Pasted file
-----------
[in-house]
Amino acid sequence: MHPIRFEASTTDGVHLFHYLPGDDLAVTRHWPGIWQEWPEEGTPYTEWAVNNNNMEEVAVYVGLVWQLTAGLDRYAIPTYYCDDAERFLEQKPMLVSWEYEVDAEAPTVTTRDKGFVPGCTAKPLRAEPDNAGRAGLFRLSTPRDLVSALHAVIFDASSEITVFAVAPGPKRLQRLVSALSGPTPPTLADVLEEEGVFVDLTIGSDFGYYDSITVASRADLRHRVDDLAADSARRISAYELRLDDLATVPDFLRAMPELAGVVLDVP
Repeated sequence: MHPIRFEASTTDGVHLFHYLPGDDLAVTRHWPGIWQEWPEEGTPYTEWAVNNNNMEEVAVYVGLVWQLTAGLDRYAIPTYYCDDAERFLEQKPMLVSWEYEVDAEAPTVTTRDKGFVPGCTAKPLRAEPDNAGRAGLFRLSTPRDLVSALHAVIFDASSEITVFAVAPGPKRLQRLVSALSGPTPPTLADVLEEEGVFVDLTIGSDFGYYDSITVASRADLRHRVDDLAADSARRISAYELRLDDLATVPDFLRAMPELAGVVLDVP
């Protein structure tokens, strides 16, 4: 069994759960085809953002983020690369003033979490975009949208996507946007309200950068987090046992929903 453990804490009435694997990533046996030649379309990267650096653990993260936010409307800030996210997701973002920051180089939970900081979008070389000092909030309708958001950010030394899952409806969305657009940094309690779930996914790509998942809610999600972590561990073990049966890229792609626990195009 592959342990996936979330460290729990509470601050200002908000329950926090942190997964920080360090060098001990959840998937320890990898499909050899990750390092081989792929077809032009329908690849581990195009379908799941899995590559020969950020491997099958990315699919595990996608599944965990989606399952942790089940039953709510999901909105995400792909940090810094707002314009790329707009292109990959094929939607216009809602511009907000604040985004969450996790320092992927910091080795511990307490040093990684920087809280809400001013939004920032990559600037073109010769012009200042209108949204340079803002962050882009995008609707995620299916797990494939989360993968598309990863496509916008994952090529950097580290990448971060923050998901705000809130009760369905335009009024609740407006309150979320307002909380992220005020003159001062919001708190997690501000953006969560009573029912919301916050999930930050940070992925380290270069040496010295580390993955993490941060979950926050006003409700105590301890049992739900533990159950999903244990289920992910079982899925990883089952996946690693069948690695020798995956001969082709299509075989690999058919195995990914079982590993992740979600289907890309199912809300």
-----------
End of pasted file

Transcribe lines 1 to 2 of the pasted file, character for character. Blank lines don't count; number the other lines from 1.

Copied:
[in-house]
Amino acid sequence: MHPIRFEASTTDGVHLFHYLPGDDLAVTRHWPGIWQEWPEEGTPYTEWAVNNNNMEEVAVYVGLVWQLTAGLDRYAIPTYYCDDAERFLEQKPMLVSWEYEVDAEAPTVTTRDKGFVPGCTAKPLRAEPDNAGRAGLFRLSTPRDLVSALHAVIFDASSEITVFAVAPGPKRLQRLVSALSGPTPPTLADVLEEEGVFVDLTIGSDFGYYDSITVASRADLRHRVDDLAADSARRISAYELRLDDLATVPDFLRAMPELAGVVLDVP